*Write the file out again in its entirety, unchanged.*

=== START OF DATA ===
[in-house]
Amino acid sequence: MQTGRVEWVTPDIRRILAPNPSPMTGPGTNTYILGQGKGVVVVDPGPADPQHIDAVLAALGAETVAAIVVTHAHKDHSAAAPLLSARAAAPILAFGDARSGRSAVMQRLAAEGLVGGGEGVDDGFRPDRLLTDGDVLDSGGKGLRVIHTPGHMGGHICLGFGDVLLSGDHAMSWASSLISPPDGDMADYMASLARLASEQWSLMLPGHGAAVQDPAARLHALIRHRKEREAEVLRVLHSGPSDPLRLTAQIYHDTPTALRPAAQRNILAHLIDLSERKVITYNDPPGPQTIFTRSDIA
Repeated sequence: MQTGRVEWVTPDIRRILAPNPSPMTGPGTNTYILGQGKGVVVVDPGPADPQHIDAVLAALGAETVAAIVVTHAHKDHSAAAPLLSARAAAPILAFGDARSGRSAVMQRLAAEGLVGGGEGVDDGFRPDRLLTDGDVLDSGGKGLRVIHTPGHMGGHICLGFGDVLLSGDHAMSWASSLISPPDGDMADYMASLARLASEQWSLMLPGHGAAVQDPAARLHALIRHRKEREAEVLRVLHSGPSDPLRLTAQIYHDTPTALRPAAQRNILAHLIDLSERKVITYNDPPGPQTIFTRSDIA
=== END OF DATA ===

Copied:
[in-house]
Amino acid sequence: MQTGRVEWVTPDIRRILAPNPSPMTGPGTNTYILGQGKGVVVVDPGPADPQHIDAVLAALGAETVAAIVVTHAHKDHSAAAPLLSARAAAPILAFGDARSGRSAVMQRLAAEGLVGGGEGVDDGFRPDRLLTDGDVLDSGGKGLRVIHTPGHMGGHICLGFGDVLLSGDHAMSWASSLISPPDGDMADYMASLARLASEQWSLMLPGHGAAVQDPAARLHALIRHRKEREAEVLRVLHSGPSDPLRLTAQIYHDTPTALRPAAQRNILAHLIDLSERKVITYNDPPGPQTIFTRSDIA
Repeated sequence: MQTGRVEWVTPDIRRILAPNPSPMTGPGTNTYILGQGKGVVVVDPGPADPQHIDAVLAALGAETVAAIVVTHAHKDHSAAAPLLSARAAAPILAFGDARSGRSAVMQRLAAEGLVGGGEGVDDGFRPDRLLTDGDVLDSGGKGLRVIHTPGHMGGHICLGFGDVLLSGDHAMSWASSLISPPDGDMADYMASLARLASEQWSLMLPGHGAAVQDPAARLHALIRHRKEREAEVLRVLHSGPSDPLRLTAQIYHDTPTALRPAAQRNILAHLIDLSERKVITYNDPPGPQTIFTRSDIA